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Key Research Findings

   It's More than Poverty (2013)

  1. Our labour market has changed dramatically in just a few short decades.
  • Job insecurity has been rising while stable employment has been eroding since the 1970s.
  • StatsCan data shows that precarious employment has increased by nearly 50% in the last 20 years.
  • Changes in the labour market have made it necessary for most families to have a second wage earner. Two income households have become the norm.
  • Labour laws, regulations and income security programs haven’t kept pace with changes in the labour market.
  • Wages have stagnated in low and middle income. Income distribution among Canadians today is at the same level as the 1920s — a time of severe inequality.
  1. Only sixty percent all workers in the Greater Toronto and Hamilton Area today have stable, secure jobs.
  • In 2011 fifty percent of all working people were in jobs defined as permanent, full-time employment with benefits. (Table 4)
  • Another ten percent were in permanent part-time jobs, either by choice or in jobs with some measure of stability — like benefits, collective bargaining or certainty about working conditions. (Table 4)
  • These jobs define what we’re calling standard employment relationships — higher quality jobs that are disappearing.
  • People working in standard employment relationships are more secure. They are better able to support their families and plan for the future.
  • The trend of precarious employment was consistent across the region: the City of Toronto, Durham, Halton, Hamilton, Missaussauga, Peel and York. (Table 4)
  • Other key findings are:
    • Women are paid less than men in similar employment relationships. (Fig. 2)
    • People from racialized groups are paid less than white individuals in similar employment relationships. (Fig. 2)
  1. Everyone else is working in situations that can be called precarious.
  • Precarity is now found in sectors, in occupations, and in socio-economic groups that were previously immune to this form of employment.
  • Forty percent of workers are in non-standard employment relationships that are vulnerable or precarious. This includes part-time, contract and on-call positions; jobs without benefits; and jobs with uncertain futures. (Table 4)
  • Some of the characteristics that define jobs that are precarious include:
    • Insecurity — being paid in cash, not having paid sick days or being ineligible for Employment Insurance, pension, health and other benefits.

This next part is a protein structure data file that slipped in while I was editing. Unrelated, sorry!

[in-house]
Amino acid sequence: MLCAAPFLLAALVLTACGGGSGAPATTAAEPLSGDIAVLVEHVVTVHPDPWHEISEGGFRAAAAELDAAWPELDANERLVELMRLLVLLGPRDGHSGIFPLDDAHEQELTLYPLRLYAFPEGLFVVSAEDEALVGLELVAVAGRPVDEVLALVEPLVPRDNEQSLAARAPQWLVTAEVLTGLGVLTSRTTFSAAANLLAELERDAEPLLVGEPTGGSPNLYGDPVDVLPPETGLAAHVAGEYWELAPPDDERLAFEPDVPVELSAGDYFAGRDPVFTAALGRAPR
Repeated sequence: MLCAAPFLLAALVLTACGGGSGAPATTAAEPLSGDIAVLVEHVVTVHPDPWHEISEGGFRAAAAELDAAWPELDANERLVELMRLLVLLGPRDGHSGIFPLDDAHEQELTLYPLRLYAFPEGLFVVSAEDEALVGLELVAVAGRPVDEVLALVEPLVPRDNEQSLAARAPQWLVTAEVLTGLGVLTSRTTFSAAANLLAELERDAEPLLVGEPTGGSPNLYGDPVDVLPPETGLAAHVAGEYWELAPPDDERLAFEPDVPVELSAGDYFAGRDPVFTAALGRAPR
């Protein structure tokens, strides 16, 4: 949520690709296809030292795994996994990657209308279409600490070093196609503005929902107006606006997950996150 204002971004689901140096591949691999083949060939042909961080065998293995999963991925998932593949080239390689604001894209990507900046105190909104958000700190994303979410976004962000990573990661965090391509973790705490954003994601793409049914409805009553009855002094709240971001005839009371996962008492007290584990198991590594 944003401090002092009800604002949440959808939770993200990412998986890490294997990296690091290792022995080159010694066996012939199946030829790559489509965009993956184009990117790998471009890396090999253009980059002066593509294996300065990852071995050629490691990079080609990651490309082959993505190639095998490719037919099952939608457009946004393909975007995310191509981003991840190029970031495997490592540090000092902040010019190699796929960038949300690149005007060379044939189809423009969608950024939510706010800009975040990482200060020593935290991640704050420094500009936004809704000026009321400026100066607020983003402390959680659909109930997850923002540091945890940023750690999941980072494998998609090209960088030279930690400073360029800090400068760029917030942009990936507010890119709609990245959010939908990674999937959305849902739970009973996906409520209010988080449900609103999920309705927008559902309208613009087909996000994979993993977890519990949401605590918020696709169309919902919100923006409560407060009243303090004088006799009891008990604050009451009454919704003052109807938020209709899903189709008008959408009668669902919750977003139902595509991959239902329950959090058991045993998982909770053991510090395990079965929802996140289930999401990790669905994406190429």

• Uncertainty — not knowing your schedule, future hours or even whether your job will still be around in a year.
    • Lack of control — being unable to influence working conditions or not being able to raise health and safety concerns.
  • But the vulnerability too often created by precarious employment can destabilize individuals and undermine our communities.
  • About 75% of newcomers who have recently arrived are in precarious jobs. Only immigrants who arrived more than 20 years ago have the same level of security as Canadian-born workers. (Fig. 3 and Fig. 11)
  • Precarious employment is found in every region and every sector of the economy. (Region: Table 4 and Fig. 16, Sector: Fig. 15)
  1. Being precariously employed is worst when you’re living in low income — but it hurts everyone who experiences it.
  • Precarious employment is found at every income level. (Table 5)
  • It’s worst in low income. Insecurity makes it significantly more difficult for people to make ends meet. (Fig. 44)
  • People in low income who are precariously employed are twice as likely to run out of money for food than those in low income who have secure jobs. (Fig. 45)
  • But precarious employment has a negative impact on everyone who experiences it.
  • Regardless of income, uncertainty about work is a major barrier to planning for the future.
  • People in high income experience precariousness less than those in low and middle income.
  • High income families tend to have greater resources than others to help mitigate the negative effects of insecurity — but being precariously employed still has a harmful effect.
  1. The trend of growing precarious employment has a harmful effect.
  • The quality of your employment has a direct impact on your life outside of work.

Impact on Individuals

  • People who are precariously employed are delaying significant life plans — like whether to start a family — because they feel insecure about their employment and income. (Fig. 52)
  • People are finding it difficult to chart a clear and stable path early in their careers.
  • A lack of employer-provided skills training in precarious jobs limits professional development and creates barriers to advancement. (Fig. 31)

Impact on Families

  • Being precariously employed causes people in low and middle incomes to delay starting families. (Fig. 52)
  • Parents who are precariously employed find it difficult to make plans, schedule activities and spend time together as a family. (Figs. 41, 42, 43)
  • The stress and pressure of being precariously employed can lead to feelings of self doubt or cause tension among family members. (Fig. 41)